You recall Ben Bernanke? The former Federal Reserve chairman? The guy who was in charge of America's entire money supply?
This week, Bernanke told an audience the mortgage market is so tight that even he is having a hard time refinancing his own home loan. Bloomberg reports that when the audience laughed, Bernanke said, “I’m not making that up. ... I think it’s entirely possible” that lenders “may have gone a little bit too far on mortgage credit conditions."
We relay this story for one reason: the tight lending market is hindering economic development efforts here in Dorchester, it appears.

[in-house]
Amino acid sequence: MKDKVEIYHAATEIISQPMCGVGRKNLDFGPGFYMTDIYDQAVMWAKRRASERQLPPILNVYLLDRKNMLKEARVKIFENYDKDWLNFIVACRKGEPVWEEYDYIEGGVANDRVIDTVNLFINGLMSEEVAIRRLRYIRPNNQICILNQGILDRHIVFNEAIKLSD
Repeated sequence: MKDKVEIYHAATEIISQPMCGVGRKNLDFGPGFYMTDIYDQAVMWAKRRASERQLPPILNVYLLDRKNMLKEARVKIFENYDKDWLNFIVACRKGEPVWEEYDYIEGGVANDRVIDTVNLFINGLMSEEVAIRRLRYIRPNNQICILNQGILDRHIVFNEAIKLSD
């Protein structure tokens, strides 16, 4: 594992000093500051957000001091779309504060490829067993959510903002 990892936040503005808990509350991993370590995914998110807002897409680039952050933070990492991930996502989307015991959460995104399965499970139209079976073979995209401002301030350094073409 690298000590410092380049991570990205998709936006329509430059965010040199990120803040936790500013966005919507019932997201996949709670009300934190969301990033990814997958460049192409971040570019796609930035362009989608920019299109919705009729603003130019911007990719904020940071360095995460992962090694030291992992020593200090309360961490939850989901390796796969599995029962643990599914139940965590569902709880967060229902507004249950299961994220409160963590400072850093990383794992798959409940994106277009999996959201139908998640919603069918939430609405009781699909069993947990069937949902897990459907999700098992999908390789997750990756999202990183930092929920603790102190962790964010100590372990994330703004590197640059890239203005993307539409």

In recent months, the Times reported on plans to bring a cafe and bakery to Dorchester, as well as a serious attempt to build a bowling alley north of the current location of City Slickers Bar and Grill.
Both reports were accurate, but both have also hit a roadblock when it comes to financing, according to sources. (Note: Neither party was asked for comments by the Times.)
Since the banking crisis of 2008, banks and credit unions have become much more hesitant to lend to any home or business that presents even a small amount of risk. Record low interest rates don't help, since there's a considerably smaller amount of reward for lenders to do business with borrowers without significant resources. We can't say we blame the lenders for not wanting to stick their necks out.
This leads us to questions asked in a previous post:
- What is the long-term plan to repair Dorchester's downtown structures?
- How do we encourage private owners to make the necessary improvements?
- Does Dorchester need a "building improvement fund" to match the efforts of business owners?
It's worth exploring.